No free lunch

Discussions at the World Trade Organization meeting in Mexico fell apart today as developing countries unite to fight the hypocrisies of developed nations. The issue, as it has been for years, is trade protectionism. More specifically, it is about farming, which has always been an extremely sensitive political subject the world over.

The problem is very straightforward: developed nations are unfairly subsidizing their farmers so that they can pursue economically unsustainable enterprises. The notion that these subsidies are unfair is a given. It’s not just that poor countries are complaining, but the fact is that rich countries themselves are accusing each other of illegal practices.

The easiest solution that would please the WTO as an able trade body is to force all countries to drop their subsidies to farmers, eliminate all farm product tariffs, and allow free exchange of goods across continents. Doing so would allow cheaper products flood the Western markets, and help Third-World countries prosper by production and not by aid.

Aid is an interesting tool developed nations have chosen to help solve the farming problem. In effect, each such government is paying two subsidies: one to their own farmers to help fend off cheap import, and another to foreign farmers so that they get paid for products they should be able to but did not export. The European Union is practicing this malformed logic to such an extreme that half of the expense of the political federation is going out to their own farmers.

The easiest solution would not work. Not only is it political suicide for any elected assembly to do away with this socialist policy, it would create social instability. Western farmers have little defence against a sudden influx of cheap foreign competing goods. This would create a massive unemployment problem. Since most farmers who need subsidy in the first place are small farmers with mostly break-even balance sheets, a disappearance of subsidy coupled with a sharp decline in demand due to competition and excess supply would bankrupt many small-scale farmers. As they are now mostly hovering around lower-middle class, a sudden change in policy would introduce massive poverty to one specific industry.

Nevertheless, the level of government assistance to farming in developed countries is reaching unsustainable levels, and begs the question as to what makes farming more special than say manufacturing or software development, being two other fields that are seeing massive import of products and export of jobs.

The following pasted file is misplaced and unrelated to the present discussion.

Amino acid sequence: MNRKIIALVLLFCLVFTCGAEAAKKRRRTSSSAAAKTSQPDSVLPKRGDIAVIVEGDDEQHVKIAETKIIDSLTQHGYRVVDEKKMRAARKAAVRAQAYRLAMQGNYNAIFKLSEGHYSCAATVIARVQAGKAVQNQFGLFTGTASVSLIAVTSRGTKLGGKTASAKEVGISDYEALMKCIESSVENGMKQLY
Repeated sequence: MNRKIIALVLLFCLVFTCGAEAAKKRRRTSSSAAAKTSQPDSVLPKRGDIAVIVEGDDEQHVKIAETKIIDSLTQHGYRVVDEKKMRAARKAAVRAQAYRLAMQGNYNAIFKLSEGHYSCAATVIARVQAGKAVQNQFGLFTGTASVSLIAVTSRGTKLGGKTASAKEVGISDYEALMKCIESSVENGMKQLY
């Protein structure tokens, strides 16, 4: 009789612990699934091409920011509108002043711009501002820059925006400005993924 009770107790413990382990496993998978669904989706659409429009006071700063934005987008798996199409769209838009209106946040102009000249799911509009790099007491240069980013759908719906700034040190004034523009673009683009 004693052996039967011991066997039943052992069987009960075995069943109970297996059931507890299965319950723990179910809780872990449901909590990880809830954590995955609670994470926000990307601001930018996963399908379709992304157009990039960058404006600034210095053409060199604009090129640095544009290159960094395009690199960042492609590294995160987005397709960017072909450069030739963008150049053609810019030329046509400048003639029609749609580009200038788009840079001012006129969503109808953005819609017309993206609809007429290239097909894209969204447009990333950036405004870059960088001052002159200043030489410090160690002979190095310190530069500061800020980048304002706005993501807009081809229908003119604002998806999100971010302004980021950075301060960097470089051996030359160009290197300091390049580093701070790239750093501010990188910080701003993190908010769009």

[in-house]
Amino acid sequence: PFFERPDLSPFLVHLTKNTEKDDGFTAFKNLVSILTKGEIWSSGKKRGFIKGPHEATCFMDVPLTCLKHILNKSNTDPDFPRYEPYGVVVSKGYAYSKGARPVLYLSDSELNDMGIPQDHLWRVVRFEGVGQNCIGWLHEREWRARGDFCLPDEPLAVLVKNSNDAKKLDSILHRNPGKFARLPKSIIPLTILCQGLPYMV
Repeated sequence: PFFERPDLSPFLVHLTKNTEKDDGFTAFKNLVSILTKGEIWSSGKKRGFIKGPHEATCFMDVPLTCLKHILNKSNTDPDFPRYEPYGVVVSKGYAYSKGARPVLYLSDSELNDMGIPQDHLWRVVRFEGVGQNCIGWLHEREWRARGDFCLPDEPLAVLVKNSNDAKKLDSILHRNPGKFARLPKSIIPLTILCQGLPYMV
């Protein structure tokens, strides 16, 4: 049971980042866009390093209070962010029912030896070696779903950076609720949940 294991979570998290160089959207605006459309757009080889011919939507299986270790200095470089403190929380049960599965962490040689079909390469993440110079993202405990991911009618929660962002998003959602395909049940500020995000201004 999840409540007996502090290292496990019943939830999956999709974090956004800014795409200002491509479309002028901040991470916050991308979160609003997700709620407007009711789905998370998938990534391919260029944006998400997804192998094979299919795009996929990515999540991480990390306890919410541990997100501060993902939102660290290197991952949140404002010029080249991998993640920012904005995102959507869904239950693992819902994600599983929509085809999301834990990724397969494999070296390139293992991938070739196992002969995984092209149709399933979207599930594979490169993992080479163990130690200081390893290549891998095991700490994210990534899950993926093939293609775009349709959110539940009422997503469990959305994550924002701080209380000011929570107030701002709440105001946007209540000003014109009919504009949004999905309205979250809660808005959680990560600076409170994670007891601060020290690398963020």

Still, the right thing for the government to do is to make present farmers self-sufficient. Blank checks do not help anyone. More appropriate could this money be invested on better training and more efficient equipment. As a last resort, farmers who have no competitiveness should be provided with the skills to quit and pursue another occupation. This needs to be a gradual process. Unlike manufacturing, where consumer demand can increase when disposable incomes do so, food demand has for the most part reached a plateau in developed nations. Therefore, foreign imports need to be controlled in the meanwhile so that they do not flood the market quicker than local farmers can improve themselves.

There are advantages and disadvantages to the farming question. Access to international market helps Third-World countries reach prosperity with confidence. Cheaper food due to a greater supply in turn helps Western nations not only raise disposable income, but more importantly also combat hunger problems among the poor within their own borders. But this increased competition also creates unemployment and therefore poverty in developed nations, although the savings in subsidies can then be fairly applied to welfare systems for the people in need, not just in farming, but in every walk of life.

A return to fairer trade that minimizes social disruptions is an ambitious project for the Western countries to undertake and may take years. This requires continuity in policy even if governments come and go. Therefore, the success of an orderly change would highly depend on the way current farmers would be protected when the subsidies go away. After all, in order for changes to work, it is important for domestic farmers to realise that foreign farmers are often facing far worse conditions than they are and that every farmer deserves a fair chance at making a living.

September 14, 2003